Tracy wrote:

I have been using Tapestry for eight years. I have graduated one rhetoric student (last year) who is doing GREAT in college. I have two more rhetoric students right now and a 5-year-old. I plan to continue with Tapestry all the way through.I have never used any sort of co-op. It has never been practical with our schedule. However, I faithfully complete one-hour discussions in each subject we are covering every week. I treat them as an inflexible component in our schedule (except for illness and the like), but I want to relate that reaching that level of self-discipline took me many years of shaky starts and even failures. I remember one year that my son and I went to breakfast together to try to “catch” up on 4 or 5 discussions!  However, over the years I developed the self-discipline to prepare for my discussions and lead them even when I didn’t feel like it–the true reason for most of my neglect. Even if the discussion calls for two hours, I keep it to one (I used to set a timer to be faithful at this).

My children have to all clear their schedules to attend the discussions. I have done this with one student or two. On a couple of subjects, I have had as many as three (all siblings)! However, I think that these discussions have been valuable even with one. Already the literature is often arguing an alternative point of view, and so it provides other voices. Yes, it would be great to have other voices in the room, and I am sure that we are not perfect, however we have been quite good!

I will warn you that my method is hard. I have had to study my teacher’s notes faithfully every week for eight years, and I have had to humbly admit it when I haven’t understood something. (Thank God that my son understood Kant and explained him to me!) I have learned so much! I will also admit that I wanted to quit a few times.There were times that I wanted something easier for me, but I’m so glad now that I took the harder road. Now, I am able to spontaneously discuss the worldview in other media, such as TV shows or movies, as my mind is trained to seek out themes and worldviews. Would I be bragging to say that I think that I also “earned” my son’s heart in the process, and he seems to respect and seek out my advice even while living in the dorms at a secular school?!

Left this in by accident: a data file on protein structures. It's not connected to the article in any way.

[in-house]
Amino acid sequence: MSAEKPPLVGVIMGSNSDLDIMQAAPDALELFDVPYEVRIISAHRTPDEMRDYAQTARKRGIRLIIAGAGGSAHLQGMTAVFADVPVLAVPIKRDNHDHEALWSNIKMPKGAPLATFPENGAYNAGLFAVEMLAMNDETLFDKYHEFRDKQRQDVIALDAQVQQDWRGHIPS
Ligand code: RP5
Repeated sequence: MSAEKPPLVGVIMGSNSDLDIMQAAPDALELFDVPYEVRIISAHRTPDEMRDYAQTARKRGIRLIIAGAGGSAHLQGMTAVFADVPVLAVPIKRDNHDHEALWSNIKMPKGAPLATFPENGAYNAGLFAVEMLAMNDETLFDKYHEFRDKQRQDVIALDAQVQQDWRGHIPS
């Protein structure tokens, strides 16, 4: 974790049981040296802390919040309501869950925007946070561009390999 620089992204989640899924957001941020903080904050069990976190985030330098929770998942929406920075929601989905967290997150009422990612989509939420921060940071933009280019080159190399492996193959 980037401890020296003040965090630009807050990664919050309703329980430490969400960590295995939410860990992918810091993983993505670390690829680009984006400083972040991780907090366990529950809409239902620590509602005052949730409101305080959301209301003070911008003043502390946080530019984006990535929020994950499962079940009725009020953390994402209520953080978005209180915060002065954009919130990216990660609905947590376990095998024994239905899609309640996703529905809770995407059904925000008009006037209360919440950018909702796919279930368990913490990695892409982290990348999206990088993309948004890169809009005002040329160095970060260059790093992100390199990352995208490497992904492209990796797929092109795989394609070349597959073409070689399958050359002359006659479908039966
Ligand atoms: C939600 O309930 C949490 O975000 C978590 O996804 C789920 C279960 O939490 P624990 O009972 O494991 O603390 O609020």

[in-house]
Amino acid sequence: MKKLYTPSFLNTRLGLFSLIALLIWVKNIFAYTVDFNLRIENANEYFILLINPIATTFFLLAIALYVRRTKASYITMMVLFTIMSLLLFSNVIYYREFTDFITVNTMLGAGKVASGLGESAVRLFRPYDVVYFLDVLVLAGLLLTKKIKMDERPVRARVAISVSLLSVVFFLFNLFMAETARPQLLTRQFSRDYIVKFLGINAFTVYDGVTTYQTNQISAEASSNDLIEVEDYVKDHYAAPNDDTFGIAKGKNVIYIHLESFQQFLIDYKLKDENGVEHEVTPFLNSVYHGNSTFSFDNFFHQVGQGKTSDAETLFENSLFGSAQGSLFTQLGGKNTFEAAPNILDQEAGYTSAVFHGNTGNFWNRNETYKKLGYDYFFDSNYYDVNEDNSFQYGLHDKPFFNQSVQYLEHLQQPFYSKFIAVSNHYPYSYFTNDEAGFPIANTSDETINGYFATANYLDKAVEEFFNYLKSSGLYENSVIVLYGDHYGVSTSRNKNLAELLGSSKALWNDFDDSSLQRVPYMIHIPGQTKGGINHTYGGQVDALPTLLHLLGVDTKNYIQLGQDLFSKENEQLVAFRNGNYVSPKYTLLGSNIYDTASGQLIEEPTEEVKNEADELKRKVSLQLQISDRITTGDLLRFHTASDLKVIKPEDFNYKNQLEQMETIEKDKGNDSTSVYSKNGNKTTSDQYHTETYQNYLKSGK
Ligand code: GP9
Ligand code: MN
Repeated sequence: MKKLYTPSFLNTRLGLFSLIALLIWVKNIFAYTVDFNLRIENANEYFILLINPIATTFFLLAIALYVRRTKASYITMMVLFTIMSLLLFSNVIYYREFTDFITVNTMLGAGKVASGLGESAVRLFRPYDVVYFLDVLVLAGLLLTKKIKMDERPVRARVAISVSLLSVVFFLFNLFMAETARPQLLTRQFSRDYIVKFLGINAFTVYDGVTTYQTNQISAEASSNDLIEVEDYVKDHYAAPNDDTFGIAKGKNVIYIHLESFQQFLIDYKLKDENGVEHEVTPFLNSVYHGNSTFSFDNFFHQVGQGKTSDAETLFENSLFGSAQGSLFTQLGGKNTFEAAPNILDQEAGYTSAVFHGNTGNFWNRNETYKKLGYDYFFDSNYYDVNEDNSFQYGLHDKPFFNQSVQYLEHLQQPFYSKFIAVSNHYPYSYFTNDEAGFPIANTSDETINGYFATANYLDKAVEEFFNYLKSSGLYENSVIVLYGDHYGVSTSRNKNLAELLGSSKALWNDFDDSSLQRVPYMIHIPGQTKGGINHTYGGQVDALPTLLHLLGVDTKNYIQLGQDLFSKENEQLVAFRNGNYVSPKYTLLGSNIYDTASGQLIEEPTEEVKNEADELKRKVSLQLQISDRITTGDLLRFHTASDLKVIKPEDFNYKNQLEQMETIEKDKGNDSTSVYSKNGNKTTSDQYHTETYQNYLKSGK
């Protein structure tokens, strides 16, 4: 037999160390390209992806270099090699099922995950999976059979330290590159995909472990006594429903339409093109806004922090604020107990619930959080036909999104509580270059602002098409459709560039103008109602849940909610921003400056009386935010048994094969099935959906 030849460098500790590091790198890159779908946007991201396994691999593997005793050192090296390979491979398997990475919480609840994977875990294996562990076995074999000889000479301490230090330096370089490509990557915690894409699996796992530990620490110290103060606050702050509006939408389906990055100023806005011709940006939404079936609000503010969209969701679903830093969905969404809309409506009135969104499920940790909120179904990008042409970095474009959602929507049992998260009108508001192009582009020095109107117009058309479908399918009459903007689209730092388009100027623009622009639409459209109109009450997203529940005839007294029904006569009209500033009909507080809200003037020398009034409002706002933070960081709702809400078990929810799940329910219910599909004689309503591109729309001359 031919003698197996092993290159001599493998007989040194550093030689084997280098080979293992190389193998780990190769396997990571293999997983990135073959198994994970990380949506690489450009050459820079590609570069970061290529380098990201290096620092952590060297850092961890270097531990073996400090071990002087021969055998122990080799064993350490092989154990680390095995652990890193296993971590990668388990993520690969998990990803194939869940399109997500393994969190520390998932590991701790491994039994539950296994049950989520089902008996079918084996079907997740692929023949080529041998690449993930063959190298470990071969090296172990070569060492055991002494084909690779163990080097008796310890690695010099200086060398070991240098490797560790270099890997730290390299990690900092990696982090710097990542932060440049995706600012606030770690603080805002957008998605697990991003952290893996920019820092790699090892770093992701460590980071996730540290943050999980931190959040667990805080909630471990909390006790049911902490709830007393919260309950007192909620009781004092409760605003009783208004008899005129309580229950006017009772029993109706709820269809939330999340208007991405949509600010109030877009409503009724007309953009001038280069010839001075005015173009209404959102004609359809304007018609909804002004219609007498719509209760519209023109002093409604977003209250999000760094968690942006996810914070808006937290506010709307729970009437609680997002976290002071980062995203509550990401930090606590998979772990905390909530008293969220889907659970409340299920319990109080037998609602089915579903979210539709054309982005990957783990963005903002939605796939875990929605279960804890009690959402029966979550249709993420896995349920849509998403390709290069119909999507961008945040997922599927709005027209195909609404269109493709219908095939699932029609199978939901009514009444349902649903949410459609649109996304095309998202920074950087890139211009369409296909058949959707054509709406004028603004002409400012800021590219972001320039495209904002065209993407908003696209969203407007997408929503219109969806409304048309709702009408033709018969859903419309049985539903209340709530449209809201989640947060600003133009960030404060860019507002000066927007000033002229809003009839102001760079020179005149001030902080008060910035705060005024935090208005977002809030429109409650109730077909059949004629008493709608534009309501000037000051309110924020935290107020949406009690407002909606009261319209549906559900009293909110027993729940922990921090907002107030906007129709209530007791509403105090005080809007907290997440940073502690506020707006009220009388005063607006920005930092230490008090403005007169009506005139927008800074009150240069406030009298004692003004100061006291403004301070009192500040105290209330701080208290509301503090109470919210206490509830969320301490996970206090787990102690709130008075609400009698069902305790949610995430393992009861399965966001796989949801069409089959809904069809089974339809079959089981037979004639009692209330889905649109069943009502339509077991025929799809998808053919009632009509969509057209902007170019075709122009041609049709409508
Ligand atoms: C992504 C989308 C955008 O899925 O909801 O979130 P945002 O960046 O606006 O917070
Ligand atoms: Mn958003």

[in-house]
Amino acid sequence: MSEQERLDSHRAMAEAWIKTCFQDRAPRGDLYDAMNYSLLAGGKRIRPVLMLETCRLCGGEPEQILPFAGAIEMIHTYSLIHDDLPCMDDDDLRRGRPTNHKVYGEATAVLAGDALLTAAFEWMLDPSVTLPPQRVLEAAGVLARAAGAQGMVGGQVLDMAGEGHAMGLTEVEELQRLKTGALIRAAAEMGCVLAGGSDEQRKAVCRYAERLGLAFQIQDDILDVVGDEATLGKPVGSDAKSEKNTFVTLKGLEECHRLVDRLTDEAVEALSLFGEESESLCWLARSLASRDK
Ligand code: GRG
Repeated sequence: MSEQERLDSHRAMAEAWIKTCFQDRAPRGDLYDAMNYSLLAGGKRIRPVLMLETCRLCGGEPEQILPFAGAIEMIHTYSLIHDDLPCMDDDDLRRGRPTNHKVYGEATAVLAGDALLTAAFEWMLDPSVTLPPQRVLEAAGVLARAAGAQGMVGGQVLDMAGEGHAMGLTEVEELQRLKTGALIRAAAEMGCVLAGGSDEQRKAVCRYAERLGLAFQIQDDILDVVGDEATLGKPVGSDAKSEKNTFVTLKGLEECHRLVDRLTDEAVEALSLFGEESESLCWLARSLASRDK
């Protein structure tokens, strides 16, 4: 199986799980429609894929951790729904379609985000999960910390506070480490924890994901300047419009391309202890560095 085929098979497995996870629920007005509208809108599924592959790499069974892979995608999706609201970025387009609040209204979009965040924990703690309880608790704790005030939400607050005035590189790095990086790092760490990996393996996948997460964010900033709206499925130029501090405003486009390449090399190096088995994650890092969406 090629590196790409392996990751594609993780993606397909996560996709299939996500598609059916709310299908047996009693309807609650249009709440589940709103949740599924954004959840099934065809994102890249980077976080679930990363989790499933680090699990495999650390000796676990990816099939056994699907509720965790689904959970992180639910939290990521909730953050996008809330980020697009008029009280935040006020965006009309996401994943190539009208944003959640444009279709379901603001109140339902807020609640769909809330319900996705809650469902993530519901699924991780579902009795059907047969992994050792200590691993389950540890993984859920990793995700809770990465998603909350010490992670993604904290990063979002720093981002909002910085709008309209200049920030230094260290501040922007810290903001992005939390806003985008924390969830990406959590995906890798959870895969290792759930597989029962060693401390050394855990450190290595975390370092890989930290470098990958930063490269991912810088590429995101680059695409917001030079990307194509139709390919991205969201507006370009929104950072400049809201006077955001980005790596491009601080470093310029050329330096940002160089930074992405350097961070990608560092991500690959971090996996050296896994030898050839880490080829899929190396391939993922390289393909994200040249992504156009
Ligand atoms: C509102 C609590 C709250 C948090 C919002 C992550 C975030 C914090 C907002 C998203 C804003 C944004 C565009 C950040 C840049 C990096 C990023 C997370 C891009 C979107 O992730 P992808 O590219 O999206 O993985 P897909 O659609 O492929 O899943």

In college, my son’s peers have been surprised that he was homeschooled. “I wouldn’t have pegged you like that,” one peer told him. This is because he is well read and can articulate logical viewpoints, which they assumed that a “sheltered” homeschooler couldn’t do! I love that Tapestry has not kept us from other points of view, but we have had to wrestle with them and discuss them. We have truly had the “big conversations.” I have also sometimes “devil advocated” alternative points of view in order to challenge my kids to think. This has on occasion been hard as sometimes the alternative view starts to makes sense to them, and I have had to bring it all back to a Biblical worldview again.

Now, I’m not saying that he wouldn’t have benefitted from a co-op. I’m sure that there are benefits and negatives in my methods, as I’m sure that the co-op will have them as well. The truth is that we all fall short of perfection. I am only asserting that a mother can faithfully and humbly teach Tapestry completely on her own if that works for your family.

I hope this encourages you,
Tracy

I loved Tracy’s response because it put the onus where I believe it exists: on the teaching parent. While there are curricula out there that foster independent study all the way, Tapestry is not designed as one, especially in the upper grades. While there is a lot of independent reading (and drafting compositions) in the Tapestry program that is recommended, the discussion component does rely on the active involvement of the parent. We have worked super hard to make such discussions attainable for diligent parents such as Tracy. Many would share her response and experience. I am among them. I was never a trained teacher: I self-educated all the way through. I believe that to produce thinking young adults who love learning and God, you have to BE a thinking adult who loves learning and God yourself. I share Tracy’s orientation; my path for the homeschooling journey was similar.